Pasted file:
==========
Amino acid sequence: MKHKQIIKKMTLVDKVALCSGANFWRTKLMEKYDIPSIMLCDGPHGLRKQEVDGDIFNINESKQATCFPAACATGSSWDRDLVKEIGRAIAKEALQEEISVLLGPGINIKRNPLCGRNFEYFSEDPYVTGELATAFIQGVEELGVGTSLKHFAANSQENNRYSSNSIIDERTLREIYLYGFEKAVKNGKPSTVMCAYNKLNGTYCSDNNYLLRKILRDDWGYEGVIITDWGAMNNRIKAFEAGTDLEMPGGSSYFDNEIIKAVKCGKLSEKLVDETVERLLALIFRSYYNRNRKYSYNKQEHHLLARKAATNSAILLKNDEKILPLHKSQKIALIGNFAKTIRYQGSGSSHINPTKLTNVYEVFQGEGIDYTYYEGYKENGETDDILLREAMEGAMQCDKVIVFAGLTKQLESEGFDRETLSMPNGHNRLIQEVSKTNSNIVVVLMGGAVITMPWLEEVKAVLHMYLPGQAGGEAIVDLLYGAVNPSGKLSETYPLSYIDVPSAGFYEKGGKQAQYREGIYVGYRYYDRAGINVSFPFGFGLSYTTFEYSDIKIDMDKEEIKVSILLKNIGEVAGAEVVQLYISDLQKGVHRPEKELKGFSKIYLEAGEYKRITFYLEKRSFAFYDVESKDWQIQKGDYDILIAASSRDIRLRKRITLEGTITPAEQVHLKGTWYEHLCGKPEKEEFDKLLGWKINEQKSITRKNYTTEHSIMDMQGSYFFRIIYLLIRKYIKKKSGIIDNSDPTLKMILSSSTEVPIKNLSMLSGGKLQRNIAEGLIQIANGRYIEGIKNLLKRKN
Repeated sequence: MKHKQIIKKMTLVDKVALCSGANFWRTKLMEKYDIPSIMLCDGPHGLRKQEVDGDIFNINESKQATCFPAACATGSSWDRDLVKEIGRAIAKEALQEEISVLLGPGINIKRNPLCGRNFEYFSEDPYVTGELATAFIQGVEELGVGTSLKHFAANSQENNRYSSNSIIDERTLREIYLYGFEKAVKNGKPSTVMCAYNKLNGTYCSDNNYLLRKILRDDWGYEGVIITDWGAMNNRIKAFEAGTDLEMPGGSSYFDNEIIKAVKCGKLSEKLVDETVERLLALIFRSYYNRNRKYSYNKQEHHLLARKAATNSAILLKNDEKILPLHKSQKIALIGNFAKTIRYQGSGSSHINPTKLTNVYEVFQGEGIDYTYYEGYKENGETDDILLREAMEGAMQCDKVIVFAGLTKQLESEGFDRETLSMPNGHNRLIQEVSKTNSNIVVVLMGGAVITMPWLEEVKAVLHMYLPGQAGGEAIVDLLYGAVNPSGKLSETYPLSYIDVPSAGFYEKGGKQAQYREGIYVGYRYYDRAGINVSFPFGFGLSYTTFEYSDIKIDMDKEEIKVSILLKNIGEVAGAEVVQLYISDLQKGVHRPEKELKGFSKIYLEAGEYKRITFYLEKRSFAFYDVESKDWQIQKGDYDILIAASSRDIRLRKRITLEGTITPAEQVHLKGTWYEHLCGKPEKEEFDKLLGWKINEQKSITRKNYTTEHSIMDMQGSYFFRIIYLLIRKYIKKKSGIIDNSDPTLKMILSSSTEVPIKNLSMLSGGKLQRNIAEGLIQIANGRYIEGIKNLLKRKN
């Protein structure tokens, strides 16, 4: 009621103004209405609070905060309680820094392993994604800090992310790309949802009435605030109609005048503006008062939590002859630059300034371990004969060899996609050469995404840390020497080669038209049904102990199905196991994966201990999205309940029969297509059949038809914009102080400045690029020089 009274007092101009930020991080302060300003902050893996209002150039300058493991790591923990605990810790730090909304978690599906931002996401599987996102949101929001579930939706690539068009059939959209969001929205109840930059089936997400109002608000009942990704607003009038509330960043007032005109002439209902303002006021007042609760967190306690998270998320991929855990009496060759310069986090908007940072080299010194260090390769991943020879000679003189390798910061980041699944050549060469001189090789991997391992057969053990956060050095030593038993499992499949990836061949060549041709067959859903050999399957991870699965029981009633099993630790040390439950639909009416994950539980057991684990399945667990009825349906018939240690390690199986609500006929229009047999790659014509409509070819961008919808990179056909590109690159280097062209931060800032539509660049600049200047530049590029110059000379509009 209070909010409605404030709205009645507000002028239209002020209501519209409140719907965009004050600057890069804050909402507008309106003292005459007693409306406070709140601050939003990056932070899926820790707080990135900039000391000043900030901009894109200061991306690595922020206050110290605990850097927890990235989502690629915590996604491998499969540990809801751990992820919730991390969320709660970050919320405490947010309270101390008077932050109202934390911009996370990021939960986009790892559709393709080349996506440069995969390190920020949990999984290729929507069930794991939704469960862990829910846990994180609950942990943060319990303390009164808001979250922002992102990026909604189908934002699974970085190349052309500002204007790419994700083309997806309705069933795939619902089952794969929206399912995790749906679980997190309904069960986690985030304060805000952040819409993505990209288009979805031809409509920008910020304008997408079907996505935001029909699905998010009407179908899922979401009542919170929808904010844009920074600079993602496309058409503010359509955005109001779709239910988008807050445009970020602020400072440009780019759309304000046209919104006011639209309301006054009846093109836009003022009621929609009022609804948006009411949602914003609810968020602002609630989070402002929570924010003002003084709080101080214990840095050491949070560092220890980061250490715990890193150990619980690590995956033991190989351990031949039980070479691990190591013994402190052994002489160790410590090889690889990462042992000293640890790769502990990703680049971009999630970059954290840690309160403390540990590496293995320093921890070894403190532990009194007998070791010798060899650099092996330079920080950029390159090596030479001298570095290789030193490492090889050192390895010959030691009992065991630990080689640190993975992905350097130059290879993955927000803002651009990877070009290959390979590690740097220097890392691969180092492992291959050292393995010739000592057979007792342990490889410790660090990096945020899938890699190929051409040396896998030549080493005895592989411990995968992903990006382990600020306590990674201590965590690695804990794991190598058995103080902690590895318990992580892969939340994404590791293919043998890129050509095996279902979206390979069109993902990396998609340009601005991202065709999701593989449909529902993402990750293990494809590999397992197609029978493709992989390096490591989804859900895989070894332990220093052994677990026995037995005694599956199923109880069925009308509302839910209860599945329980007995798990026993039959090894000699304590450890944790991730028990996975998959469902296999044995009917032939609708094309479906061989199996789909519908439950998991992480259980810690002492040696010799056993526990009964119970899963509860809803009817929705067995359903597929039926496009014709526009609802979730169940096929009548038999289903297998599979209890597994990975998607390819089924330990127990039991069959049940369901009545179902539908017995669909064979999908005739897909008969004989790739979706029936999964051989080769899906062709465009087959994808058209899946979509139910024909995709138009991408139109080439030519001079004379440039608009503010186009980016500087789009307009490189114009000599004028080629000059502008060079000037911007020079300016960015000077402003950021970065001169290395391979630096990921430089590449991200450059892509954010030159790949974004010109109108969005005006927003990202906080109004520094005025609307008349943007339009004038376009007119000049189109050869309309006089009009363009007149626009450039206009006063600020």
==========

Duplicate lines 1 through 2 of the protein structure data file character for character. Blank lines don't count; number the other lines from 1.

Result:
Amino acid sequence: MKHKQIIKKMTLVDKVALCSGANFWRTKLMEKYDIPSIMLCDGPHGLRKQEVDGDIFNINESKQATCFPAACATGSSWDRDLVKEIGRAIAKEALQEEISVLLGPGINIKRNPLCGRNFEYFSEDPYVTGELATAFIQGVEELGVGTSLKHFAANSQENNRYSSNSIIDERTLREIYLYGFEKAVKNGKPSTVMCAYNKLNGTYCSDNNYLLRKILRDDWGYEGVIITDWGAMNNRIKAFEAGTDLEMPGGSSYFDNEIIKAVKCGKLSEKLVDETVERLLALIFRSYYNRNRKYSYNKQEHHLLARKAATNSAILLKNDEKILPLHKSQKIALIGNFAKTIRYQGSGSSHINPTKLTNVYEVFQGEGIDYTYYEGYKENGETDDILLREAMEGAMQCDKVIVFAGLTKQLESEGFDRETLSMPNGHNRLIQEVSKTNSNIVVVLMGGAVITMPWLEEVKAVLHMYLPGQAGGEAIVDLLYGAVNPSGKLSETYPLSYIDVPSAGFYEKGGKQAQYREGIYVGYRYYDRAGINVSFPFGFGLSYTTFEYSDIKIDMDKEEIKVSILLKNIGEVAGAEVVQLYISDLQKGVHRPEKELKGFSKIYLEAGEYKRITFYLEKRSFAFYDVESKDWQIQKGDYDILIAASSRDIRLRKRITLEGTITPAEQVHLKGTWYEHLCGKPEKEEFDKLLGWKINEQKSITRKNYTTEHSIMDMQGSYFFRIIYLLIRKYIKKKSGIIDNSDPTLKMILSSSTEVPIKNLSMLSGGKLQRNIAEGLIQIANGRYIEGIKNLLKRKN
Repeated sequence: MKHKQIIKKMTLVDKVALCSGANFWRTKLMEKYDIPSIMLCDGPHGLRKQEVDGDIFNINESKQATCFPAACATGSSWDRDLVKEIGRAIAKEALQEEISVLLGPGINIKRNPLCGRNFEYFSEDPYVTGELATAFIQGVEELGVGTSLKHFAANSQENNRYSSNSIIDERTLREIYLYGFEKAVKNGKPSTVMCAYNKLNGTYCSDNNYLLRKILRDDWGYEGVIITDWGAMNNRIKAFEAGTDLEMPGGSSYFDNEIIKAVKCGKLSEKLVDETVERLLALIFRSYYNRNRKYSYNKQEHHLLARKAATNSAILLKNDEKILPLHKSQKIALIGNFAKTIRYQGSGSSHINPTKLTNVYEVFQGEGIDYTYYEGYKENGETDDILLREAMEGAMQCDKVIVFAGLTKQLESEGFDRETLSMPNGHNRLIQEVSKTNSNIVVVLMGGAVITMPWLEEVKAVLHMYLPGQAGGEAIVDLLYGAVNPSGKLSETYPLSYIDVPSAGFYEKGGKQAQYREGIYVGYRYYDRAGINVSFPFGFGLSYTTFEYSDIKIDMDKEEIKVSILLKNIGEVAGAEVVQLYISDLQKGVHRPEKELKGFSKIYLEAGEYKRITFYLEKRSFAFYDVESKDWQIQKGDYDILIAASSRDIRLRKRITLEGTITPAEQVHLKGTWYEHLCGKPEKEEFDKLLGWKINEQKSITRKNYTTEHSIMDMQGSYFFRIIYLLIRKYIKKKSGIIDNSDPTLKMILSSSTEVPIKNLSMLSGGKLQRNIAEGLIQIANGRYIEGIKNLLKRKN